Unlike popular Scandinavian cities such as Stockholm or Copenhagen, Oslo is often overlooked as a destination. However, the open-air capital is where you’ll find stunning beaches and parks coexisting alongside 19th-century architecture. Oslo has a charm of its own, with different neighbourhoods boasting different vibes.
Grünerløkka, once a run-down industrial district, has been transformed into a vibrant neighbourhood with alleyways painted with colourful street art. It is home to a young and creative crowd, alongside a slew of bars, vintage boutiques, established artist studios and interior stores. Once a haven for artists and creatives such as Oslo’s most famous painter Edvard Munch, Grünerløkka is the heart of the city’s most inventive food, coffee, mixology and shopping scenes.
Thorvald Meyers gate, the main street of Grünerløkka, boasts quality cafés. We particularly love Supreme Roastworks, which is run by Odd-Steinar Tøllefsen, a multiple award-winner of the World Brewers Cup. The eatery is furnished with wooden chairs and tables for a cosy atmosphere, and offers a fine selection of brews such as the Ethiopian slow-processed — making it great for discerning coffee connoisseurs.
If you’re more inclined towards tea, Tea Lounge is where you can sip on a cuppa in a laid-back setting. While the shop, with its small range of brews, is the perfect place to relax on a slow Saturday afternoon, it transforms into a bustling bar at night. You will truly get to enjoy the best of both worlds here.
“New Nordic” and international cuisine
Grünerløkka has a mishmash of cuisine from all over the world. For a hearty American breakfast, head on to The Nighthawk Diner, an all-American diner which is popular amongst the locals. For Mexican fare, Mucho Mas is the neighbourhood’s oldest Mexican restaurant, while Tijuana is a more recent addition. Both boast repertoires of authentic Mexican food and tipples.
Bass Oslo is the place to go for your Scandinavian fix. The restaurant features minimalist interiors and boasts specialities such as cured duck with pickled fennel, and asparagus with goat cheese cream, brown butter and hazelnuts.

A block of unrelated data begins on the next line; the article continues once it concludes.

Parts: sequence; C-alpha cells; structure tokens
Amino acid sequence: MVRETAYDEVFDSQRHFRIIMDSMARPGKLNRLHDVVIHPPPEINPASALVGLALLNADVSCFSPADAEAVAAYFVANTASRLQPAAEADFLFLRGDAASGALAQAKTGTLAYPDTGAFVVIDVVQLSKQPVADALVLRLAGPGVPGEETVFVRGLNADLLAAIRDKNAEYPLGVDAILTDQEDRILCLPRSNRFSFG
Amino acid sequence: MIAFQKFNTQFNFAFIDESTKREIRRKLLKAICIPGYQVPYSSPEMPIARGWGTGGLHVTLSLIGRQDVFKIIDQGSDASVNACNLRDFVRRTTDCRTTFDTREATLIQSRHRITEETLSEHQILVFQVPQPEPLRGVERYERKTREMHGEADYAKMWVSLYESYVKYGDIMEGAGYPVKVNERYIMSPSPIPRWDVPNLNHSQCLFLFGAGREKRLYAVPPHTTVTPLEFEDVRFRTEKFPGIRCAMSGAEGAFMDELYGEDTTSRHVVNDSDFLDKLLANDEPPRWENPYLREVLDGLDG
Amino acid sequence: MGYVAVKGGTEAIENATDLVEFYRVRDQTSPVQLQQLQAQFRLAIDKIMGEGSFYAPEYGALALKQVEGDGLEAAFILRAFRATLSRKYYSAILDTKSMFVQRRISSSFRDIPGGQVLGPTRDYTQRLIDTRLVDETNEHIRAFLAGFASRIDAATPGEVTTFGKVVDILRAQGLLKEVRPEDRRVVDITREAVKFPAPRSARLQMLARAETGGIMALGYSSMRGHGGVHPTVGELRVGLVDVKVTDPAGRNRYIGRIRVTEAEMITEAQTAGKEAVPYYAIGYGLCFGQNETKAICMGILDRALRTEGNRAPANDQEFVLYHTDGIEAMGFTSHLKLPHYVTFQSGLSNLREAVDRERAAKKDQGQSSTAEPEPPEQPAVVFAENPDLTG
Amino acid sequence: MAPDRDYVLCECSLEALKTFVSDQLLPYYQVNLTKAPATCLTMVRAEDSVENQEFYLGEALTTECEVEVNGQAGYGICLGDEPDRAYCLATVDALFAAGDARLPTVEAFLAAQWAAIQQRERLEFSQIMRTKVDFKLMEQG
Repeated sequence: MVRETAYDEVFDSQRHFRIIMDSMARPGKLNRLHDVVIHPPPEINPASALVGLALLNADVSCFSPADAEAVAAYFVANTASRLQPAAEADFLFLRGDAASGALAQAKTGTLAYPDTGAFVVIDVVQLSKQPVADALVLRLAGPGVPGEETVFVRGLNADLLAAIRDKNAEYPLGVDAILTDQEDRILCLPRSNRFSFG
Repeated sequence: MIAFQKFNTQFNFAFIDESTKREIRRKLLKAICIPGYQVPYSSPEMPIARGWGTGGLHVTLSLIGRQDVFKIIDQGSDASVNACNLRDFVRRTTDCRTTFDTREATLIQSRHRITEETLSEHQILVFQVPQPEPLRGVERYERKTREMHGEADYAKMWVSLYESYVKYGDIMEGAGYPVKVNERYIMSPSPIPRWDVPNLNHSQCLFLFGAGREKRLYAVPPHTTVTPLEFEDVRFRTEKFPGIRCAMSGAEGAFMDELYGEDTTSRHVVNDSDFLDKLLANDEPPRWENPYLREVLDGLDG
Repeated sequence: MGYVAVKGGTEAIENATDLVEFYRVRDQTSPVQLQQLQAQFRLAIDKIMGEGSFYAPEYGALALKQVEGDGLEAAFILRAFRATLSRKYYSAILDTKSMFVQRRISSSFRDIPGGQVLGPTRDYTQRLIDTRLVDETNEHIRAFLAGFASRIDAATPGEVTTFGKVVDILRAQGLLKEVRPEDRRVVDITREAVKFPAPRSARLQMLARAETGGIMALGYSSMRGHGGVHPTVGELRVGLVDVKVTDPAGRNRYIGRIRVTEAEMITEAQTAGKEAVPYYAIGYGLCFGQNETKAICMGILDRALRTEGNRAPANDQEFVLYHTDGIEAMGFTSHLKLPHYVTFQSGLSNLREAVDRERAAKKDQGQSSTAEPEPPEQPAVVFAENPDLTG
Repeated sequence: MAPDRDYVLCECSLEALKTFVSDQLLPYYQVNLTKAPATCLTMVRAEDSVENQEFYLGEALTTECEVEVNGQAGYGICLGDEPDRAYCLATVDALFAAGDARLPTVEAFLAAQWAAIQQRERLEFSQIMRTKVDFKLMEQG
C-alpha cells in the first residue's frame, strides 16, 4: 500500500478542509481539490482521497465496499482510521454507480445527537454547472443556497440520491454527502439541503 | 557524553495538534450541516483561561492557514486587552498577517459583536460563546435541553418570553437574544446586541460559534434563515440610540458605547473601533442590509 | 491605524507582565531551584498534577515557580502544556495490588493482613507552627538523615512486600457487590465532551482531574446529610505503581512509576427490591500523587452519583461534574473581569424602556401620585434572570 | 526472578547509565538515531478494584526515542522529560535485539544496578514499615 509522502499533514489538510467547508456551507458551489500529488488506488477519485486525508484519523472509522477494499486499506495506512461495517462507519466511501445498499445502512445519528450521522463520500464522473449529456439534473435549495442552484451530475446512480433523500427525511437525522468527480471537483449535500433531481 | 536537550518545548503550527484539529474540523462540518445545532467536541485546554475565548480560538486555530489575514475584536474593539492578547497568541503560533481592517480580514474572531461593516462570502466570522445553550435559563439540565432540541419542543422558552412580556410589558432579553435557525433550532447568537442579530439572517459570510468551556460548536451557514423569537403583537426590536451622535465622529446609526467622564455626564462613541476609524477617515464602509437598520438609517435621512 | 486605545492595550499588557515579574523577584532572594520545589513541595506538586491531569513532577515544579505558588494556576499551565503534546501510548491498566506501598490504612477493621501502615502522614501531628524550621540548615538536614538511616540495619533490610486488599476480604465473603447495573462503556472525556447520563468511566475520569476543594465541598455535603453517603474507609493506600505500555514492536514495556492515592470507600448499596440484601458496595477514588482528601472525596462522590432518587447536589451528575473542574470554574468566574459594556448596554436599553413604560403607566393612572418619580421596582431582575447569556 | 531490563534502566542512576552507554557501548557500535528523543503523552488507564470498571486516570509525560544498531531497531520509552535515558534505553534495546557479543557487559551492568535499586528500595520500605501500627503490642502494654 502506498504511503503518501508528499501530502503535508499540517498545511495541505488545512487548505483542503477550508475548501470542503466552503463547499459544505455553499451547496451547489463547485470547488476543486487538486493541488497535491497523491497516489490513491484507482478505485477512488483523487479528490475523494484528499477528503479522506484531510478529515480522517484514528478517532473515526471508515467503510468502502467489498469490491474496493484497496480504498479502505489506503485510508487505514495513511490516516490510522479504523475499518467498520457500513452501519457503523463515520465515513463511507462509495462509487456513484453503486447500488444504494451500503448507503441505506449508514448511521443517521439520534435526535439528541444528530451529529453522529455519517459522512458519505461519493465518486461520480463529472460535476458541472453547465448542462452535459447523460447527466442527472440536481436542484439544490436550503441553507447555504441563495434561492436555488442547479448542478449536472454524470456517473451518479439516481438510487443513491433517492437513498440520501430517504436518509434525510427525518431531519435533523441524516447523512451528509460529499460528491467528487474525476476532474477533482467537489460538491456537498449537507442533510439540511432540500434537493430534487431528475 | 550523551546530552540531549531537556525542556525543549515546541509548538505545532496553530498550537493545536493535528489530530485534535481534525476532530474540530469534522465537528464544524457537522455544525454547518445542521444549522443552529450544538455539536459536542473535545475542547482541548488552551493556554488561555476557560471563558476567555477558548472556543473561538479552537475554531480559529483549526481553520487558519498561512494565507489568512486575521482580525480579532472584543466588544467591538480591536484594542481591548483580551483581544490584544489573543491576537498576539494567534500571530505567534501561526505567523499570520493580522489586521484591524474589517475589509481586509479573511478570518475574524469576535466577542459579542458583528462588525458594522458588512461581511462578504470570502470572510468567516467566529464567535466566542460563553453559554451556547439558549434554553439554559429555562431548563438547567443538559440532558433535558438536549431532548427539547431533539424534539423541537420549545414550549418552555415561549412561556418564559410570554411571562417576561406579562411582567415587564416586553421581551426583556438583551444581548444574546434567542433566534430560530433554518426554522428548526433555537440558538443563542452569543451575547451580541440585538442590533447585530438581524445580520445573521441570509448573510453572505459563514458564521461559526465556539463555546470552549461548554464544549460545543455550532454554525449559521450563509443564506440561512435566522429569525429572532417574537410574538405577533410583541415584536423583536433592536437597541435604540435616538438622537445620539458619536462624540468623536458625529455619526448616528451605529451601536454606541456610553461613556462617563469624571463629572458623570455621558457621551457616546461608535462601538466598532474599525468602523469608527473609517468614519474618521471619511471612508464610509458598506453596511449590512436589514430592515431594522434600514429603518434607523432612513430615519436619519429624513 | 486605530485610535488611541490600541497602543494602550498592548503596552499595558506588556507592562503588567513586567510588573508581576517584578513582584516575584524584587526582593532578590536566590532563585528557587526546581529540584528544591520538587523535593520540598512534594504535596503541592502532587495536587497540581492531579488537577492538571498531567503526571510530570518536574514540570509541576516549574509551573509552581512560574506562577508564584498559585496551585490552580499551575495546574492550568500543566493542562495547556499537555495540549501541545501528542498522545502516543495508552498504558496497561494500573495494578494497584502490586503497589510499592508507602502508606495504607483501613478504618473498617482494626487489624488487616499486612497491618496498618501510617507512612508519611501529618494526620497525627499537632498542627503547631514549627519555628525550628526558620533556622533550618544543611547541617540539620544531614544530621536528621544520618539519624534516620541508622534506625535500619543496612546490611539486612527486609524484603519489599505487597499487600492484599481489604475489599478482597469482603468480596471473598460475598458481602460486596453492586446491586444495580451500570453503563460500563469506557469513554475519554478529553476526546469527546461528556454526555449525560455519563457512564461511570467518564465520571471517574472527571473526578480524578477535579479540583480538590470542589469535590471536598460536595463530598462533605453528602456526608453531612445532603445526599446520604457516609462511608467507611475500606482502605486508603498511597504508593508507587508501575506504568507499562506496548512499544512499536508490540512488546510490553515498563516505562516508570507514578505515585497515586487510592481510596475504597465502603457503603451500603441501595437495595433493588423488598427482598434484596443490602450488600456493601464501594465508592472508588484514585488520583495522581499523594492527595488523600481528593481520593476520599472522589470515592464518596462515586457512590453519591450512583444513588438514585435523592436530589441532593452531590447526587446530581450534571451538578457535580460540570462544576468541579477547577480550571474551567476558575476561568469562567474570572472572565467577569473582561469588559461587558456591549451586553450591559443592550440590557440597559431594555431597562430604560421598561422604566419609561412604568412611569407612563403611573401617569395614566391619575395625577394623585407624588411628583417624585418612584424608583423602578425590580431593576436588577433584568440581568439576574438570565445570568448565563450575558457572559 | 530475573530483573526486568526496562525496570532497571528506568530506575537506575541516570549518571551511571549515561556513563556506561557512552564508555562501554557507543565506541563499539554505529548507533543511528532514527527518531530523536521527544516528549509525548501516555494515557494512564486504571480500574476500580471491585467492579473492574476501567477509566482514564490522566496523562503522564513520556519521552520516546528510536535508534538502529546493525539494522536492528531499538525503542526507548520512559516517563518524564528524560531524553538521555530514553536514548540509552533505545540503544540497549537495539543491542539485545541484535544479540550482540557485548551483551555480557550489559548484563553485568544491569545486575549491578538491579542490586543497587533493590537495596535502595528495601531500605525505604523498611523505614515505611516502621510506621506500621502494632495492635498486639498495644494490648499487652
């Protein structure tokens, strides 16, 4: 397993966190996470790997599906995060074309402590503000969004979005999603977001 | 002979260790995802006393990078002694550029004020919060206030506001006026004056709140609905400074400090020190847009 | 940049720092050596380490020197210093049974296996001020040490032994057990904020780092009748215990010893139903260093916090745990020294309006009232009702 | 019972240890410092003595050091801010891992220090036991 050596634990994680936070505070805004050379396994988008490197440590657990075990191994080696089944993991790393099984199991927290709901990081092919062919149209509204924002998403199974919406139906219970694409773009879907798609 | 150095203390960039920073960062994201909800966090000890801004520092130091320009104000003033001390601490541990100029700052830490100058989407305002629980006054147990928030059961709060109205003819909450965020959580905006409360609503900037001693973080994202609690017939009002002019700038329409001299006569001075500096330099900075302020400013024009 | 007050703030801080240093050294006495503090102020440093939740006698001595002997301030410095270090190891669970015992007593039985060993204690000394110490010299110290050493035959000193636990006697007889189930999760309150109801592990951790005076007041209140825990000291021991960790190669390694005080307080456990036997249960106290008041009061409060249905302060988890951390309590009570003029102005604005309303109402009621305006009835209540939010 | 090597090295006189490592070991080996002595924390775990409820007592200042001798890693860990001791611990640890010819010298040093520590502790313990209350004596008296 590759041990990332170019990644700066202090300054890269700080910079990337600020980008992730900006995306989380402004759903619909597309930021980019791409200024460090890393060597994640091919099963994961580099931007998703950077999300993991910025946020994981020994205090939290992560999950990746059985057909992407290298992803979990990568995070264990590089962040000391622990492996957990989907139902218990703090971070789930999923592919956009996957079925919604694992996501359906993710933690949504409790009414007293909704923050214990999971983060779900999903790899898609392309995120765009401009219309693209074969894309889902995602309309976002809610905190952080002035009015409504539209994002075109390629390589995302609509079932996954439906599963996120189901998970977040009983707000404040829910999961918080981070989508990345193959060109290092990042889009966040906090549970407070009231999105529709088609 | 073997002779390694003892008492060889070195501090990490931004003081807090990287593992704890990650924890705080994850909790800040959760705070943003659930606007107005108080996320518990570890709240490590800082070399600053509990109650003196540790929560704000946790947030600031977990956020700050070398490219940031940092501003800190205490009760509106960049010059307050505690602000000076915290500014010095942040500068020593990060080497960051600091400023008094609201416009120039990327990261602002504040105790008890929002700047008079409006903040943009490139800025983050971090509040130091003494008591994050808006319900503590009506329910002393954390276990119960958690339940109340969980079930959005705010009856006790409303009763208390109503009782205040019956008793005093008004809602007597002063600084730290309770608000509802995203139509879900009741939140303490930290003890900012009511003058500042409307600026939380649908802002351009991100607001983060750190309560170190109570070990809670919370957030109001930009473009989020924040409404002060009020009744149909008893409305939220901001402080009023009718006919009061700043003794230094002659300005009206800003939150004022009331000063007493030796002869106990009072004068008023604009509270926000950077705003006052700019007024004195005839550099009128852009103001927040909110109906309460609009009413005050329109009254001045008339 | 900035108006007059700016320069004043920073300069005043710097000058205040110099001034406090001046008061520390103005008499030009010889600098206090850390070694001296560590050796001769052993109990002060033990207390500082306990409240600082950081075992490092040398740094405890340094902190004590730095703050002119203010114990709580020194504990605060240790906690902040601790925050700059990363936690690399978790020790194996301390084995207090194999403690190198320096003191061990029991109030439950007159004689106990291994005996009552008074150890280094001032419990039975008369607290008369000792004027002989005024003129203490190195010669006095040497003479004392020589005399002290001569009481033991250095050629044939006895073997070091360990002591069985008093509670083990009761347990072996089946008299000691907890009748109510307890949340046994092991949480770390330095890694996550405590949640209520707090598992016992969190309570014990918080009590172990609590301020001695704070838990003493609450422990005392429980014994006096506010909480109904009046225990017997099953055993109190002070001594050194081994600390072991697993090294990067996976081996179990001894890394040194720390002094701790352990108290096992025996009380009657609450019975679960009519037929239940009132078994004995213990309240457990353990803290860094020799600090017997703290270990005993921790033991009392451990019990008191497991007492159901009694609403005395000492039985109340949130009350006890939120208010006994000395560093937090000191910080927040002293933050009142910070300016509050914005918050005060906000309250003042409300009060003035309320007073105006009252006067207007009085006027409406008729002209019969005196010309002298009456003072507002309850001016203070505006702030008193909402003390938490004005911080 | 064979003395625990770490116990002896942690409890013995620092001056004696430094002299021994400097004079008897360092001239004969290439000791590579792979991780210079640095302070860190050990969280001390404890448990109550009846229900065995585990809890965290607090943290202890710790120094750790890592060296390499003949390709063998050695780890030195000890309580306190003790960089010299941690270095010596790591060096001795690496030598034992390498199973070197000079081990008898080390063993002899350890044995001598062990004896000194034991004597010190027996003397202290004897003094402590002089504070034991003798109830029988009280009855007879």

Kolonihagen Grünerløkka is also one of the neighbourhood’s latest arrivals, specialising in “new Nordic” cuisine that is served in tapas-sized portions — perfect for when you’re starting to familiarise your palate with the local cuisine.
Forget chain stores that have the same offerings in every part of the globe. The allure of shopping in Grünerløkka lies in its independent boutiques run by young Norwegian designers, and its smorgasbord of cool thrift stores.
Just take a stroll along the neighbourhood’s shopping district, Markveien, and you will find stores with eclectic vintage finds — all at affordable prices.
Robot is one of the district’s most popular stores, selling imported vintage, retro and mod clothing. Here’s where the style mavens of Oslo shop. When in doubt, the shop’s friendly staff will give you advice on pairing vintage clothing with your wardrobe.
Another shop to check out is Ny York Vintage & 2nd Hand, an independent store stocked with unique pre-owned garments, as well as a beautiful selection of vintage jewellery, hats, accessories, shoes and sunglasses. The store’s name references the area at the lower end of Grünerløkka, which in the late 1800s was called Ny York by the locals.
Grünerløkka not only boasts Oslo’s industrial history, but also lush greenery, parklands and walking trails. Take a scenic walk across the Ankerbrua bridge, which spans the Akerselva River, linking Markveien and Torggata. Here, you will find sculptures by Norwegian sculptor Per Ung, such as the Peer Gynt and his reindeer.
The trendy yet laid-back Grünerløkka is Oslo’s up-and-coming neighbourhood that can rival even the trendiest parts of Stockholm. With its cool and colourful murals, quaint vintage stores and fusion food, the district deems itself worthy of a visit — and for a spot on your Instagram feed.